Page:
Date of Award


Degree Type


Degree Name

Doctor of Pharmacy (PharmD)

First Advisor

George C. Fuller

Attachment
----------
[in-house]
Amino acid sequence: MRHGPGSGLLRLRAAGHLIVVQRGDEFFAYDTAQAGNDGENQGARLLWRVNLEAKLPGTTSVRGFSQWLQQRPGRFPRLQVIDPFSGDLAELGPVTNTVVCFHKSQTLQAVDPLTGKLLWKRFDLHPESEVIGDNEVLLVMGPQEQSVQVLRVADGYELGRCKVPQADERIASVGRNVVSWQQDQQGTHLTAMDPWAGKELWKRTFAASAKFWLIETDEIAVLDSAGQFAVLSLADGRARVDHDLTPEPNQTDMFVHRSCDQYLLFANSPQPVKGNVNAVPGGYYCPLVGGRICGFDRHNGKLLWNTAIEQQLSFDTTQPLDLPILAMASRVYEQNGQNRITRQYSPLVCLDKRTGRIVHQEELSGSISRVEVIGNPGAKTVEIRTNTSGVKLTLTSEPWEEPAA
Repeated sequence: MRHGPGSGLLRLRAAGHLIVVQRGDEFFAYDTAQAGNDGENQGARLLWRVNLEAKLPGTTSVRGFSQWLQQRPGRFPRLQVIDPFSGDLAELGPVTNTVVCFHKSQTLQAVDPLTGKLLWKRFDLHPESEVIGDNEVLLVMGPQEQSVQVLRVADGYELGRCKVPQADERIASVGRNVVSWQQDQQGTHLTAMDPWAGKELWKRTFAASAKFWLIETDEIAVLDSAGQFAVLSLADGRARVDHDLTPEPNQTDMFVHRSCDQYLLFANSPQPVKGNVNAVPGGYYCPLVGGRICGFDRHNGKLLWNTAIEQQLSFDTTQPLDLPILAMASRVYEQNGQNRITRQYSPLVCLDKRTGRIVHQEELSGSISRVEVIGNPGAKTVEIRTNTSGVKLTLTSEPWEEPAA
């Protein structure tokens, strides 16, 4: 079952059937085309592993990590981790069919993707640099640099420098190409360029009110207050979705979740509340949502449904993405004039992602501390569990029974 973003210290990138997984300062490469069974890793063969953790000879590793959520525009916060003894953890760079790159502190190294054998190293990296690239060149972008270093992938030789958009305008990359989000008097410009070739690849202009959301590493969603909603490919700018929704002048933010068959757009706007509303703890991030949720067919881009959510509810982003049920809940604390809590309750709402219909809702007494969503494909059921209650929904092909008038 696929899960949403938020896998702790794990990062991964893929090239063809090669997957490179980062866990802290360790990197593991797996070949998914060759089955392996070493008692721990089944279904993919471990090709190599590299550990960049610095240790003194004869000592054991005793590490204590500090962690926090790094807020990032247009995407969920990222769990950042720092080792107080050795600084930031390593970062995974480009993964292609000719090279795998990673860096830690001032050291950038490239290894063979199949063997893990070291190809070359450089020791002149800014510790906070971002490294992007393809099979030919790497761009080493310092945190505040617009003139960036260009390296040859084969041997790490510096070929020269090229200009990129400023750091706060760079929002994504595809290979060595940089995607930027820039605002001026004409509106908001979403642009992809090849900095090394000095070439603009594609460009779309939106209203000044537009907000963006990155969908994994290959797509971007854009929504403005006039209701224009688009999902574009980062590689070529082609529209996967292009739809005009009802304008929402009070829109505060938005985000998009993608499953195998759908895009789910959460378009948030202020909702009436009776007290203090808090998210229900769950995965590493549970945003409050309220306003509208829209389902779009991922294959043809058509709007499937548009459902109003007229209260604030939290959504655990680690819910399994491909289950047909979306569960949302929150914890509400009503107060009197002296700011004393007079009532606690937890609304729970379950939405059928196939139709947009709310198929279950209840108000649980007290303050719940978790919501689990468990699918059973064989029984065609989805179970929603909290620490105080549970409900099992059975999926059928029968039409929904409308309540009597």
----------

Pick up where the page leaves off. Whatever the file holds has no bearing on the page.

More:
Parathion is an organophosphate pesticide used in great quantities in the United States and around the world. The mechanism of toxicity for parathion in mammals has been attributed to its enzymatic desulfuration to its oxygen analog paraoxon which subsequently fonns a covalent bond with acetylcholinesterase (AChE), inhibiting the activity of that enzyme and precipitating cholinergic toxicity. The mechanism by which parathion produces its toxic effects in insects has not been completely determined, but it is believed to be due to the same mechanism. The effect parathion exposure has on fresh water invertebrates has not been investigated to any great extent, and a goal of this project was to determine the effects of parathion exposure and the relationship of this toxicity to the metabolism of parathion by the fresh water snail Viviparus malleatus and the crayfish Orconectes rusticus. The determination of the toxicity of parathion in Orconectes and Viviparus was made by exposing the organisms to different concentrations of parathion or by the direct injection of parathion. The possibility that any toxicity exhibited by parathion was produced by paraoxon was determined by observing the effect the oxygen analog of parathion would have when exposed to the species, and determining the metabolism of parathion by the two species. The metabolism of parathion was determined in vitro and in vivo. The efficient and specific separation and identification of parathion and its metabolites were accomplished through the use of thin layer chromatography. Parathion has been shown to be metabolized by different species by a multitude of pathways. Three of the important pathways produce p-nitrophenol as an end product. A spectrophotometric assay was used to measure the in vitro production of p-nitrophenol from homogenates of crayfish and snail tissues incubated with parathion. The excretion of parathion metabolites by Orconectes and Viviparus was determined by identifying the compounds extracted from water samples that had contained crayfish or snails exposed to parathion. The accumulation of parathion or metabolites in the species was determined by extracting the parathion exposed tissues of crayffsh or snails and identifying and quantifying the parathion and metabolites present. The excretation and accumulation experiments were accomplished with the use of 14c labeled parathion which was labeled either in the ring or ethyl position. The possible metabolism of parathion was also investigated by the direct determination of the formation of paraoxon, p-nitrophenol, diethyl phosphate and diethyl phosphorothionate by the homogenates of crayfish or snail tissues incubated with parathion and appropriate cofactors. This determination was also aided by the use of labeled parathion. The snail Viviparus malleatus did not metabolize parathion or paraoxon and did not accumulate parathion in its tissues. The snail did not exhibit any toxic reaction to parathion or paraoxon by exposure or direct injection. Concentrations of parathion that equaled the compound's solubility in water produced no effect in exposure experiments while injections of 250 mg/kg parathion had no untoward effect.